For the year 1316 we have three Accounts. The first, that of Bartholomew de Badelesmere, is a long one. Under the head of Farms, mention is made of the chensary (chense, or cense), a feudal impost in the nature of a poll-tax. The ports of Aberthaw, Barry and Ogmore, in the Manors of Llantwit and Ruthyn, produced a small income from their tolls. In this and other Accounts entries occur of sums received for meslin sold to the lord's servants. Meslin is a mixture (mixtilium) of different sorts of grain.

Gwenllian de Turberville's Account, in 1316, refers to depredations committed by Llewelyn Bren's followers, who were wicked enough to carry off the beans and hay from the Earl's manor of Rumney.

John Giffard de Brymmesfeld's Account, for the same year, records repairs to the tower of Cardiff Castle called Blaketour, the Black Tower, at the main or High Street entrance to the Castle.

For 1331 we have a bundle of Subsidiary Documents to the Ministers' Accounts. The first is the King's Writ, to John Giffard de Brymesfeld, Custodian of Glamorgan, directing him to receive and safely keep the sums of money which were to be collected by way of penal fines from those Welshmen within the Lordship who had supported Llewelyn Bren's revolt. The other documents are Acquittances in the form of Indentures executed by Robert de Prestebury, Lieutenant of the Custodian, and various Welshmen, testifying to Prestebury's having received from those Welshmen the sums paid by the natives of the different tribe-lands.

The Account of 1376, by Thomas Brown, Receiver of Glamorgan and Constable of Cardiff Castle, is very faint in its earlier portion. It supplies the names of the two Prevosts of Cardiff for that year, as well as those of the Prevosts of Llantrisant, Roath, Leckwith and Radyr, and that of the Bailiff of the County (comitatus) of Cardiff, &c. This earlier portion consists of a statement of moneys paid to the higher officials of the Lordship, in salaries and pensions. Roger Kyngot, Constable of Neath Castle, was presumably a relative of the Adam Kyngot who is named in the Municipal Charter of 1331 (page 17, ante). The Gate-keeper of Cardiff Castle received but twopence a day as his salary for that responsible office; though the same amount was paid to each of the watchmen, as appears by other Accounts. This year occurs mention, for the first time in these Accounts, of the thirty-five knight's fees and a half, which rendered 6s. 8d. each to the Castle of Cardiff. In later records this is headed "Castle Ward." The money was supposed to be applied for the defence of the Castle; and in time of siege each of these principal knight's fees, or manors, was represented in the stronghold by the knight himself, who was bound to defend one particular portion of the walls of Cardiff Castle and had a lodging within the same.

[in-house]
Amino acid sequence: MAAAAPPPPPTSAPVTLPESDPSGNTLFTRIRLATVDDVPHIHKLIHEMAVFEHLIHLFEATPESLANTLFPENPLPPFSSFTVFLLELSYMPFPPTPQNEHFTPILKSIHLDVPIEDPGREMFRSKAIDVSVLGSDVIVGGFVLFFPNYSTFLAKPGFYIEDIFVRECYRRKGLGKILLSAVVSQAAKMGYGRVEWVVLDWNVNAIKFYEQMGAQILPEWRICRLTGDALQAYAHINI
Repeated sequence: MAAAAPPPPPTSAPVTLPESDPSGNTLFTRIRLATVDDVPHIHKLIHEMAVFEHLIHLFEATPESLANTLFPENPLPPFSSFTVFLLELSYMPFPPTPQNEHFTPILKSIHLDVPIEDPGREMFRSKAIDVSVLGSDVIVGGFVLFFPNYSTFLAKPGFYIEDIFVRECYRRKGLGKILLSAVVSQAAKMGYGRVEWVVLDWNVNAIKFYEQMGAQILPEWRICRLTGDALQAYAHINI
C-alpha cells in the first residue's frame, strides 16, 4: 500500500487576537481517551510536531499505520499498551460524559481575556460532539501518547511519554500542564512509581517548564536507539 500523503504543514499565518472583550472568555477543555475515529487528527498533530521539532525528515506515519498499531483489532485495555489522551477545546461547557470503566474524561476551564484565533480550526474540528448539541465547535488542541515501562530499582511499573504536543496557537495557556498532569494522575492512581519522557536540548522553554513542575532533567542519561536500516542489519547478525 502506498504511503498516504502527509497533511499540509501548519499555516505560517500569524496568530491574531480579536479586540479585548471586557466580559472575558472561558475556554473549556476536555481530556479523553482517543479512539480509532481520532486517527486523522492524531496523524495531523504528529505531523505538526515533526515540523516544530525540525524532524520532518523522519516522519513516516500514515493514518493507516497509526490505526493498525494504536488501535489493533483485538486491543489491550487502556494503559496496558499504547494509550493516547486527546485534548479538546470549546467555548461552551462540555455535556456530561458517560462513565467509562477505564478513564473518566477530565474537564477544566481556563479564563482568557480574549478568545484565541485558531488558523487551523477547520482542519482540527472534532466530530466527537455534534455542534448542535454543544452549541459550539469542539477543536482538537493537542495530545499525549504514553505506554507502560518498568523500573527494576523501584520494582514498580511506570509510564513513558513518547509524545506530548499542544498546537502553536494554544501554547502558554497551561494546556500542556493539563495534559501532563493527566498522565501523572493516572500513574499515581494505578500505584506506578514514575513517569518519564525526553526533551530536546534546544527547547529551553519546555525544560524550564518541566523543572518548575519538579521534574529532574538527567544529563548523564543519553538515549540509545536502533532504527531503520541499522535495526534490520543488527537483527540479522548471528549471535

Roger Panter's Account, 1393, relates to the possessions of Tewkesbury Abbey, within the Lordship. This wealthy Benedictine foundation had received large grants of lands from the early Lords of Glamorgan—in particular the possessions known as the Manor of Roath-Tewkesbury, carved out of the original Manor of Roath and bestowed on this Abbey. The "Chapel of Roath" at a longsubsequent date became the parish church of Saint Margaret, on the site of which the present church stands. The "oblations on Saint Margaret's day" were the special offerings, in money and kind, made in honour of the patron saint at the celebration of Mass on her festival. The Manor of "Splot" is mentioned in this Account. "Walschmenhull" would seem to be identical with Pen-y-lan. It was perhaps the tribe-land of Cibwr, that is to say, the common hereditary territory of the original Welsh people of this district. "Nestelbon" is, of course, Llystalybont. "Lanvorda" (Llanforda) is the long-forgotten name of an ancient chapel at Coed-y-gores. Llanishen and Lisvaen were likewise at this date only chapels. As they belonged to Tewkesbury, the Abbey repaired them and also the chancels of Cardiff church (Saint Mary's), and Roath, as is minutely set forth in the Account. The Abbey also paid the salaries of the chaplains (curates) of Cardiff Castle and Saint Mary's church, and Roath chapel, besides providing all things necessary for the performance of divine service in those churches and chapels—as wine for Mass, and wax for the ceremonies of Candlemas Day.

Richard Crede's Account, 1401, is for Rumney only, which was then a manor of the Earl of Stafford—the Lordship of Wenlock (Gwentllwg) and the other estates lying east of the river Rhymny having by this time been severed from the Lordship of Cardiff Castle. "The Castle of Rumney" is here mentioned. It was situate near the church, and probably on the site of the farmhouse called Ty Mawr. The fishery of the river Rhymny is stated to have been between Rumney Bridge and the Lord's millpond, and it is probable that the manorial mill was situate where the present water-mill stands. Under the head of Capitage we have interesting examples of bond-tenants suing out their lord's license to dwell outside the manor.